Half the people in the United States who are diagnosed with HIV are now African American. Through the eyes of those on the front lines of the crisis, journalist Jacob Levenson tells a story of race and public health that spans fifty years and reveals how AIDS has become one of the leading killers of young black men and women. Medical researcher Mindy Fullilove investigates the epidemic’s links to crack cocaine, the Bronx fires, and national health policy. Desiree Rushing must reconcile her crack addiction and HIV infection with the fate of her city, family, and the black church. David deShazo, a white AIDS worker in Alabama, fights to prevent the American South from becoming the epidemic’s new epicenter. And Mario Cooper, a gay, infected son of the black elite confronts the boundaries of American race politics in Washington, D.C. Seamlessly interweaving personal stories with national policy, Levenson indelibly captures this devastating epidemic and illuminates its potential to expand our understanding of race in America.
From the Trade Paperback edition.
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|Title of eBook: The Secret Epidemic|
|Release Date: 02-03-2004|
|Allowed Countries (hover)|
|Publisher: Knopf Doubleday Publishing Group|
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|Parent title||The Secret Epidemic|
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The Secret Epidemic
WHAT IF THEY'RE DYING? What the hell am I gonna do about their babies? The questions raced through David deShazo's mind. He was chain-smoking Marlboros as he drove north out of Mobile, up State Highway 17 into the Alabama countryside. A black garbage bag stuffed with blankets, baby clothes, and toys took up most of the dusty backseat of his Pontiac. The car was cold and reeked of stale smoke; his heater was busted, and he didn't have the two hundred bucks it would cost to get it fixed.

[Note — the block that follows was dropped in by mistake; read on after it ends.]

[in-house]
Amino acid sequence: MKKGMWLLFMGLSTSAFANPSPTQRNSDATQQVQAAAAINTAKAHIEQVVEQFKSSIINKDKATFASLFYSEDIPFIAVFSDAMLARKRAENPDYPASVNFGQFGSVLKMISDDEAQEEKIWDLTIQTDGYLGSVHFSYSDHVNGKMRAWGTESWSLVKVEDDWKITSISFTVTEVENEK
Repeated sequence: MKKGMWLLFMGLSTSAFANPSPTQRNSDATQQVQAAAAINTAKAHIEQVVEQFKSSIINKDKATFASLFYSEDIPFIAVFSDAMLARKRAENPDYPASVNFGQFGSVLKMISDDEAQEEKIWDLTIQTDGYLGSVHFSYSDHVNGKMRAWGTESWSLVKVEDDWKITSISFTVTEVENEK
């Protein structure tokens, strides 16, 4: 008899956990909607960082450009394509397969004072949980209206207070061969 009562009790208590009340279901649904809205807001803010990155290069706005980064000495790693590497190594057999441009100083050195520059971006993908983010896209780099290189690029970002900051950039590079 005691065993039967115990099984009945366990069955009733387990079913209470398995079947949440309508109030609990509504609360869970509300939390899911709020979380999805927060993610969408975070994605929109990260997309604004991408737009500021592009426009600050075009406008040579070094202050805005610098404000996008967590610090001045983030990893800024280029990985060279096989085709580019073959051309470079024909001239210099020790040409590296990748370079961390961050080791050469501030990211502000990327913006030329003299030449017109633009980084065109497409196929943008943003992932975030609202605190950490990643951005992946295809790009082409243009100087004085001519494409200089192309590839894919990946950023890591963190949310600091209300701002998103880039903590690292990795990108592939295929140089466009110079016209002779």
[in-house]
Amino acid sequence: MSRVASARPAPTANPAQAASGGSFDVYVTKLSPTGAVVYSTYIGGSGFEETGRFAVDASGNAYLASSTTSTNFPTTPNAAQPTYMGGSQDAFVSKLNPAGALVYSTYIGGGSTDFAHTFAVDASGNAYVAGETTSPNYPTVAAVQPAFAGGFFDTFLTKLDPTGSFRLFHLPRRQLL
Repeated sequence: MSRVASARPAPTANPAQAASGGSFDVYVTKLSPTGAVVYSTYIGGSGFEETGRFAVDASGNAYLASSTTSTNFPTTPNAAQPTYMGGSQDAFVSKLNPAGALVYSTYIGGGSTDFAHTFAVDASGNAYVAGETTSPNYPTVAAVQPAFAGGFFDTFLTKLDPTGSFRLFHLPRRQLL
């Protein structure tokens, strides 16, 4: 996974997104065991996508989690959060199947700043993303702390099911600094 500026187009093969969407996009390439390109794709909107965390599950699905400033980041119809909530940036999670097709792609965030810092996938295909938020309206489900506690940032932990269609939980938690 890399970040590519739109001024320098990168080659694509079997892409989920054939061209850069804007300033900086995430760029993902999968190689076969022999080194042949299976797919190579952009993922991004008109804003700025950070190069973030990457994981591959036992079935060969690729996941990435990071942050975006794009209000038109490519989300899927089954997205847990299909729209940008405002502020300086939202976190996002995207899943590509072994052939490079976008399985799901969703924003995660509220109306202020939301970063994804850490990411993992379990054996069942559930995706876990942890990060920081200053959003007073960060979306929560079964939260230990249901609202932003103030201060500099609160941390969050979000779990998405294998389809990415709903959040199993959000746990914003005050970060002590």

It was eight-thirty Friday morning, November 10, 2000, and he was headed up to Choctaw County to find two black sisters who were infected with HIV. The girls lived with their mother and two baby sons down a dirt road somewhere outside Gilbertown, near the Mississippi border. The caseworker in Selma, who was supposed to be in charge of their case, had told David that morning that they hadn't been heard from in seven months. Now winter was coming, and as best he knew, they didn't have heat, a telephone, or a car to get to the doctor. He just hoped that neither of them had developed full-blown AIDS. He took a draw off his cigarette, squinted through his bug-smeared windshield at the two-lane highway, and tried to fight down a flickering current of anxiety.
His twenty-one years of social work had produced enough dark memories for David to be able to reassure himself that he was prepared for anything he might encounter. The memories had a way of floating through his head and calming him. Sometimes he could all but see that pretty brown-haired girl he was supposed to help at the mental hospital in Mobile. She had been molested and had sliced herself up with a